Freedom vs Democracy: Budapest as Symbol of the Great Divide

Duns Scotus

Europe and America, the twin pillars of Western dominance in the global system, are rapidly diverging. This has been borne out by the recent experience of Richard Spencer and his attempt to hold an intellectual conference in Europe.

What is the nature of this divide between Europe and America? To reduce it to its most obvious characteristics: in Europe there is little freedom, but much democracy. In America there is much freedom but little democracy.

Freedom and democracy are words that are often uttered in the same breath, but they are essentially quite different. Freedom is related to the individual. Democracy is related to the social group.

In America there is still something called “Freedom of Speech.” You can still more or less say what you want to, no matter how offensive or threatening it is to others. A good example is the website The Daily Stormer, which has been the subject of a couple of excellent articles by Colin Liddell (“Stormer in a Teacup”). The Daily Stormer, or its proprietor Mr. Anglin, can say anything it wants about Jews, Blacks, and Muslims, no matter how crude, vulgar, or offensive this might seem to other Americans. Of course, in Europe someone like Anglin would soon be behind bars due to “hate laws” and thoughtcrime legislation. Who knows, he might even get into trouble next time he visits Europe.

In Europe, by contrast, there is democracy. Thanks to widespread proportional representation and a multi-party system, small political groupings can form and then start to gain representation in the political system, creating careers for their members, and growing as much as the public will support their views. Small radical parties, whether of the Left or Right, can get into the various national, regional, and EU parliaments in a way that must seem incredible to Americans. Even when they are demonized by the media.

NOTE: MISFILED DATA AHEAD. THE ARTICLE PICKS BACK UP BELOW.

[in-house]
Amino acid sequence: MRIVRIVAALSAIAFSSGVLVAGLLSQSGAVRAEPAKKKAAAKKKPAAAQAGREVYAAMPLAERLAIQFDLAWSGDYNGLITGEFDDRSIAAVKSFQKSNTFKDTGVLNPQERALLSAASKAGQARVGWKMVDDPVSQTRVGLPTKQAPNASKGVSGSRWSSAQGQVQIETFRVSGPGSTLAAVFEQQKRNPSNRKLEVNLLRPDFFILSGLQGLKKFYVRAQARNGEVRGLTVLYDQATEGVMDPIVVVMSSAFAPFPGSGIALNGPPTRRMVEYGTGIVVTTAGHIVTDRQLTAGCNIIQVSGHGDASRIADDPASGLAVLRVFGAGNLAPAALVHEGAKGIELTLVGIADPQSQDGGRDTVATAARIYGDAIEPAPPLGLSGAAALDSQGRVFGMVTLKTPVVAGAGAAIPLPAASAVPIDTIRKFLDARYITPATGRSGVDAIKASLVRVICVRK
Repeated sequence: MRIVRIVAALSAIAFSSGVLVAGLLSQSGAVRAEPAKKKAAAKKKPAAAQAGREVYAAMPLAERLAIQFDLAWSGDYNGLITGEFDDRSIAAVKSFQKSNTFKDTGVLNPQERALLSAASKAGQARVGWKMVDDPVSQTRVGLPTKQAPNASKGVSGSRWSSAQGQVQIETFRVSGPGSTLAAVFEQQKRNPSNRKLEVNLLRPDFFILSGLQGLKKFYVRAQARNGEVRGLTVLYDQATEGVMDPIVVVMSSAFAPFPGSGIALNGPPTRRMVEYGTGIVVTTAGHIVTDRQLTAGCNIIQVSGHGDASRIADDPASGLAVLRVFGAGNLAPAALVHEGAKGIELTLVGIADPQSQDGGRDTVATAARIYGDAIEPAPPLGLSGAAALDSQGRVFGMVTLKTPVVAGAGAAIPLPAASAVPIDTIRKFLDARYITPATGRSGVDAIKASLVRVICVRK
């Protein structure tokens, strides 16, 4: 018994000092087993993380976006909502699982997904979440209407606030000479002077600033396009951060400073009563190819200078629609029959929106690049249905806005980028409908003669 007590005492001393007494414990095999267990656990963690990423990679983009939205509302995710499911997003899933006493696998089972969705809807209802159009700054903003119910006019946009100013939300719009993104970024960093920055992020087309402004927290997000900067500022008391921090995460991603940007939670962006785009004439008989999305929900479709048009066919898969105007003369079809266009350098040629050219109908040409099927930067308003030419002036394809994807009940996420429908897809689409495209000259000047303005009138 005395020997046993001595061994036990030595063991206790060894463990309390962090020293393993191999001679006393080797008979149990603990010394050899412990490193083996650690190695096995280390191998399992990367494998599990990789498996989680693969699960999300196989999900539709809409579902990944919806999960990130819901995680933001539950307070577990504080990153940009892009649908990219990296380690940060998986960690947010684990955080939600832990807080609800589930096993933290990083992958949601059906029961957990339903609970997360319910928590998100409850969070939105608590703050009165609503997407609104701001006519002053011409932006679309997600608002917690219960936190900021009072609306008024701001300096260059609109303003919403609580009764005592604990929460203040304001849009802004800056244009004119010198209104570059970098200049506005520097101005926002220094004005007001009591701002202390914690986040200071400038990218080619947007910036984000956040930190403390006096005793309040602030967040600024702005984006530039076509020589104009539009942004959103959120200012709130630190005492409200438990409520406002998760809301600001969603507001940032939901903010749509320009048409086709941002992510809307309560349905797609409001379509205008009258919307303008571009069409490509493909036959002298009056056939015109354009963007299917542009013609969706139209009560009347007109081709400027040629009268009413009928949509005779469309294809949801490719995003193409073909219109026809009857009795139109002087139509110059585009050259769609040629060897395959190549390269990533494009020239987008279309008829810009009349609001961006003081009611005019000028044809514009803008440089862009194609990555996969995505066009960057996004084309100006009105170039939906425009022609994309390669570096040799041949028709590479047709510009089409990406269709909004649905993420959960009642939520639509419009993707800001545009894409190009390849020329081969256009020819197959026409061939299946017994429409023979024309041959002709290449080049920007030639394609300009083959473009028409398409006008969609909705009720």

In the case of Hungary, the government of which has banned the NPI conference, the second party is Jobbik, a rather offbeat but certainly radical grouping, which is anti-semitic, anti-gypsy, and which aspires to major border changes to unite Hungarian minorities in other countries with the homeland.


Why would a country where Jobbik is the second biggest party bother to ban the well-spoken folks of NPI?

Despite the media and economic power of big business, the structure of European politics means that Europeans always have a strong path towards collective representation. This was seen to great effect in the recent Scottish referendum on independence, where, despite intense media bias and extreme economic threats, the independence campaign achieved 45% of the vote (and a majority when non-Scots voters are excluded), and which may now achieve its ends by the SNP winning the majority of Scottish Westminster seats in next year’s UK general election.

How different from America, where you have even greater media and economic pressures, but also a political system that is merely the political wing of big business and big government. The two giant American political parties monopolize politics at every level and effortlessly stifle any third party, or subsume any partly independent populist tendency, like the Tea Party (not an actual party), thus preventing real democratic expression. America is essentially an anti-democratic system that prevents any “heretic” viewpoint, no matter how popular and integral to a particular demographic, from growing and being represented.

There is a logic in this divide between American Freedom and European Democracy: A country that lacks democracy needs freedom, and a country that has democracy is threatened by freedom.

With normal Americans unable to express their collective identities and interests below the most generic level, frustrations are frequent. Being able to shoot your mouth off and even play with your guns salves this sense of powerlessness.

In Europe by contrast, the fact that radical, extremist, and polarized ethnic groups can get into parliament raises certain dangers. A total freedom of language, with all of its abusive and inflammatory aspects, tied to organized representation for various groups, could lead to riots, chaos, and even mini-wars. The European solution: democracy and representation, but the curtailment of freedom. Mr. Spencer and NPI seem to have been a victim of the overzealous application of this principle.